New questions emerged Tuesday surrounding the validity of a will allegedly signed by Don Lewis, the wealthy Florida man declared dead in 2002 after disappearing in 1997. Lewis’s presumed death was a cause of mystery and speculation in the Netflix docuseries “Tiger King.”
The will in question contains the signature of notary Sandra Wittkopp. However, she’s struggling to remember how her signature ended up on the document.
“I don’t remember a will at all,” Wittkopp told the Mississippi Center for Investigative Reporting. “I was the housekeeper.”
Florida law does not require notaries to keep journals to record their official acts on paper. Journals are only required for electronic notarizations. Many other states do require such journals or “recordbooks,” and the American Society of Notaries states that they are considered a “best practice that is strongly recommended.” The Center’s reporting does not probe into whether Wittkopp kept a journal or recordbook.
“They’re all virtually identical,” said handwriting expert Thomas Vastrick of Florida. “They’re all from a model signature.”
The Center points out that the statute of limitations on forgery has passed, so even if someone forged the documents, that person could not be prosecuted solely for forgery. (The Florida attorney general’s office didn’t pursue the case previously for this reason; it simply couldn’t be prosecuted on its own merits.) However, evidence that the document might be forged could be relevant should prosecutors ever bring some other type of case against Lewis’s former wife, Carole Baskin, the animal rights activist who is one of the central characters in “Tiger King.” The buzz surrounding the never-solved case inspired one Florida sheriff to take another look at the case.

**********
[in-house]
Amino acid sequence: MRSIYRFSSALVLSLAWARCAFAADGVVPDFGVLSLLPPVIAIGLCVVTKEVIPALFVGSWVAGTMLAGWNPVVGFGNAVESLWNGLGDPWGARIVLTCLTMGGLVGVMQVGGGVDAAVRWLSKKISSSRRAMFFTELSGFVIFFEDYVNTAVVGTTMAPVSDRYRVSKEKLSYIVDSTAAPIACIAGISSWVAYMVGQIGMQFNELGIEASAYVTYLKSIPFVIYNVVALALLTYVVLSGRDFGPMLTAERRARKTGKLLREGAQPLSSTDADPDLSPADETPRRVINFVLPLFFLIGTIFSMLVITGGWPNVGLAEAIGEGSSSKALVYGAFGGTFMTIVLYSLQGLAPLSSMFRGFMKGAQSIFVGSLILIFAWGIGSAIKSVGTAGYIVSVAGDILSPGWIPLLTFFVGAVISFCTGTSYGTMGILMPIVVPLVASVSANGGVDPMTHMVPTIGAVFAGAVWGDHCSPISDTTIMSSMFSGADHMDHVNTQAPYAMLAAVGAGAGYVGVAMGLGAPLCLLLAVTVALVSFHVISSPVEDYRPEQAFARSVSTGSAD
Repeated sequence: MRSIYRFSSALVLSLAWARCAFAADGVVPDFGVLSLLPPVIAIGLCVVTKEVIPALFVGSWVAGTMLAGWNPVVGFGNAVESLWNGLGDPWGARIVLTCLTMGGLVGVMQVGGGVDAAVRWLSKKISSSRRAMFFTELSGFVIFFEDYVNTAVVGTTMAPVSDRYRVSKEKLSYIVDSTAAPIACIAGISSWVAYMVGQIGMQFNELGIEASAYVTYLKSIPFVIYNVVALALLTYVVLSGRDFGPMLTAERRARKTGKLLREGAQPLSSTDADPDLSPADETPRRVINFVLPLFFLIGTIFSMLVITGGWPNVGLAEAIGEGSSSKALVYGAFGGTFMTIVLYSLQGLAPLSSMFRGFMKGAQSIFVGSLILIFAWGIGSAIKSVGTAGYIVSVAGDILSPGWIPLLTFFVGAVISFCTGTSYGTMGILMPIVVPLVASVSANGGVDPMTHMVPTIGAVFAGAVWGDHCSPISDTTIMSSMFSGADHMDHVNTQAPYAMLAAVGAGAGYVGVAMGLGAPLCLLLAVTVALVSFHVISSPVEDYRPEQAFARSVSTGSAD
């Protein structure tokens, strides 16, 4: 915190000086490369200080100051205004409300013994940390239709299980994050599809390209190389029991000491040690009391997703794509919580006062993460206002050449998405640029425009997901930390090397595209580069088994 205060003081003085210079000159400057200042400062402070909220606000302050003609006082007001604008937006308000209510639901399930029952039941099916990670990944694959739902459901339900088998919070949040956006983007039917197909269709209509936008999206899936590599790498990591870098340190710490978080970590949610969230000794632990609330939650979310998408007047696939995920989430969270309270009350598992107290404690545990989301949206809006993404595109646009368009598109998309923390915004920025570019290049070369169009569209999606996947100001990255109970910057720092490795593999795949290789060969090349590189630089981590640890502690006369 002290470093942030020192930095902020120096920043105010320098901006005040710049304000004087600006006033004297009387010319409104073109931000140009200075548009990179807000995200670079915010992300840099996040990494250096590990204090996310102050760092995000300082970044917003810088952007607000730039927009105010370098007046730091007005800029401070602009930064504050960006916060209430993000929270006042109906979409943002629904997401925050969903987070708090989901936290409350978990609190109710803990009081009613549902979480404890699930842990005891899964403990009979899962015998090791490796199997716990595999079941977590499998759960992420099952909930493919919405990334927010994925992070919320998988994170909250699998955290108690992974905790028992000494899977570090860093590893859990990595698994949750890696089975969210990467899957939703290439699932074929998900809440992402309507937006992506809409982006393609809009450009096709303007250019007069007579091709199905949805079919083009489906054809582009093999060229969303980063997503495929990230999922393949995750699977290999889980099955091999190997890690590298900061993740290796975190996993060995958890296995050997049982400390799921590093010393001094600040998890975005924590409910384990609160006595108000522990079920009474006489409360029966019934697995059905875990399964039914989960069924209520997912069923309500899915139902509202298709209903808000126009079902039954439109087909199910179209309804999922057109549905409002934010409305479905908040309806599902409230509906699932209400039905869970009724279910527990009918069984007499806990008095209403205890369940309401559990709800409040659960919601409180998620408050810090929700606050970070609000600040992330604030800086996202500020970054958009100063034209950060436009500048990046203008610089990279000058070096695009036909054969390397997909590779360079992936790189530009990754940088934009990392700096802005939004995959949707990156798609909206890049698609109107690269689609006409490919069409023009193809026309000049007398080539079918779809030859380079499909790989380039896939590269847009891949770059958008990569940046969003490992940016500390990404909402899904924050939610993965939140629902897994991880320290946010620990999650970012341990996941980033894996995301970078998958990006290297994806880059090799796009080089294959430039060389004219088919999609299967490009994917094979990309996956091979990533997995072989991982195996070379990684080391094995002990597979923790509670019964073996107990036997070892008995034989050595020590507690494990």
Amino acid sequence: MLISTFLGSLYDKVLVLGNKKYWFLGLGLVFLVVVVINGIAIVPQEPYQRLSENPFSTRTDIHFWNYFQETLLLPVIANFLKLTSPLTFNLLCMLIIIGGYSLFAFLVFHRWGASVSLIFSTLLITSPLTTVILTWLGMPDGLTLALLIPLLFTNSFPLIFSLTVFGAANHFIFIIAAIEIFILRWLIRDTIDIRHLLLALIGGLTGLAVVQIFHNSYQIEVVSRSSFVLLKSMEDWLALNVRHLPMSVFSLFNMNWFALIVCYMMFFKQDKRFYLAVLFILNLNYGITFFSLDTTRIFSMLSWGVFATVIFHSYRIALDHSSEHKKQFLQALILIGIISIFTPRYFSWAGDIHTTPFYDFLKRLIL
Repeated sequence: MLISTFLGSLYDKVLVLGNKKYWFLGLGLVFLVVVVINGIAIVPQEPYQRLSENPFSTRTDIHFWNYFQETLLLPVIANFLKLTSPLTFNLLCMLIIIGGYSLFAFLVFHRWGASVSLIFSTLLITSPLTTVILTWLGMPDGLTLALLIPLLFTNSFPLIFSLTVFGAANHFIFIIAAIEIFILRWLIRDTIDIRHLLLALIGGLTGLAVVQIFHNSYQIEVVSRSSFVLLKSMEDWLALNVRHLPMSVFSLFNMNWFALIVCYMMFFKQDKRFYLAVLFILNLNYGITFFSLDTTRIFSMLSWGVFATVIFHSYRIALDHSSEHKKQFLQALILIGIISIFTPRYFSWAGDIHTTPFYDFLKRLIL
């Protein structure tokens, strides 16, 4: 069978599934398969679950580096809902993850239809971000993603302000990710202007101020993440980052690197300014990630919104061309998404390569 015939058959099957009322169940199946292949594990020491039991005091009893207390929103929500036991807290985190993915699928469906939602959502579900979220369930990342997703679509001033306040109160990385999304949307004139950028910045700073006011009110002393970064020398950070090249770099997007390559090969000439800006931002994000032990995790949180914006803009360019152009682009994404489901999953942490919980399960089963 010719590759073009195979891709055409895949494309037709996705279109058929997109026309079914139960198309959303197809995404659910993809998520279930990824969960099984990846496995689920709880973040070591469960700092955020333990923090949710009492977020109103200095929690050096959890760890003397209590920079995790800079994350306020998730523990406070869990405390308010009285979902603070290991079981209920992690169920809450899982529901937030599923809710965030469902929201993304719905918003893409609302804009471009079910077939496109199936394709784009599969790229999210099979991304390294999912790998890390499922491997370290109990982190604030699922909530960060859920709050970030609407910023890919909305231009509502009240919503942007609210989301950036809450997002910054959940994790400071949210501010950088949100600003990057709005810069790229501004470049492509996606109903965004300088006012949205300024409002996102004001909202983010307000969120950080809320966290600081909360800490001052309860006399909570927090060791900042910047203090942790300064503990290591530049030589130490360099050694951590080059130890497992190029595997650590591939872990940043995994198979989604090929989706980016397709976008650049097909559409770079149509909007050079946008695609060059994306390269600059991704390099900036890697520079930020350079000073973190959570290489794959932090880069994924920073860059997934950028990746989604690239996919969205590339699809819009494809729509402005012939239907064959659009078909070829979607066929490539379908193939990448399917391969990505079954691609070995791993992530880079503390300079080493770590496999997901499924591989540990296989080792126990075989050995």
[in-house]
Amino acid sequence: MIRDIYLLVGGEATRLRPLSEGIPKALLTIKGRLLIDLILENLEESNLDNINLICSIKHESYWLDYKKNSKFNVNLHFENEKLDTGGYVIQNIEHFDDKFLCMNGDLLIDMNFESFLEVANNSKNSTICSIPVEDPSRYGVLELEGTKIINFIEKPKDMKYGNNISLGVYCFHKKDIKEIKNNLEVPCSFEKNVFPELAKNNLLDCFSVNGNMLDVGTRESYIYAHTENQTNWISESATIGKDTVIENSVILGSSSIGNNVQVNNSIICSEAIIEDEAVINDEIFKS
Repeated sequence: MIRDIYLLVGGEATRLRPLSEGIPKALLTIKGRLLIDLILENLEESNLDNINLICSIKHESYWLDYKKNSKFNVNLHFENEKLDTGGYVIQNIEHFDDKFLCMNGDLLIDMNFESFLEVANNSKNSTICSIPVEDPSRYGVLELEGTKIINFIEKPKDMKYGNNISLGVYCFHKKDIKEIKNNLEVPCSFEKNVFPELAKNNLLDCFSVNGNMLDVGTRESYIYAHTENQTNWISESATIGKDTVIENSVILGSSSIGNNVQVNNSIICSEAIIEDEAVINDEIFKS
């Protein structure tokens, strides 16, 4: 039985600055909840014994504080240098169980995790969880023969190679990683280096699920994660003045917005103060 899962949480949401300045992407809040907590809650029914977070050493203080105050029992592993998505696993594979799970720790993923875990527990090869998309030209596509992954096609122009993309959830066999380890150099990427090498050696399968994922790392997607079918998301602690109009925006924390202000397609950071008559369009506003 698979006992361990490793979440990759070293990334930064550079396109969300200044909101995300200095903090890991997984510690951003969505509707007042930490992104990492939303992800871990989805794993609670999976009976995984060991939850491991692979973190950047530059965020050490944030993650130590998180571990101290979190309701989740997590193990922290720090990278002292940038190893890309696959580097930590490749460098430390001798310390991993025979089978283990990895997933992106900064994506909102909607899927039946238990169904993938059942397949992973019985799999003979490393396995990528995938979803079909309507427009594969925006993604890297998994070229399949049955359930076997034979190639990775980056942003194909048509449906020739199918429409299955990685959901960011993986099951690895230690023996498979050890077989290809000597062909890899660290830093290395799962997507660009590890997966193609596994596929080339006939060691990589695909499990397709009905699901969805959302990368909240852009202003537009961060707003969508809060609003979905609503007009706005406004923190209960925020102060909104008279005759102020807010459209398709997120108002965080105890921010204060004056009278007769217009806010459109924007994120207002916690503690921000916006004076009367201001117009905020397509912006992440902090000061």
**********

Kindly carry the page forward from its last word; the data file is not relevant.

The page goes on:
The notary’s statements and the signatures of Lewis are not the only issues with the will. “Susan Aronoff Bradshaw said that after Lewis disappeared, Carole Baskin asked her to testify that she was there for the will signing when she was not,” the Tampa Bay Times reported.
Also at issue regarding the notarization is the timing of the stamp used. Anne McQueen, a Lewis assistant who is also a notary, said notary seals generally take two weeks to arrive once ordered. Wittkopp’s application to renew her license was dated Nov. 16, 1996, and the stamp on the documents is dated Nov. 21, 1996. McQueen told the Center that that there was “no way on God’s earth” the stamp would have been delivered that quickly. Records reviewed by the Center indicate that Wittkopp’s stamp was delivered to Baskin’s home.
Law&Crime has previously discussed Baskin’s criticism of “Tiger King.” An associate previously pointed Law&Crime to a generic video statement about the series and has not addressed questions about the writing on the document.
[Image via the Hillsborough County, Fla. Sheriff’s Office]
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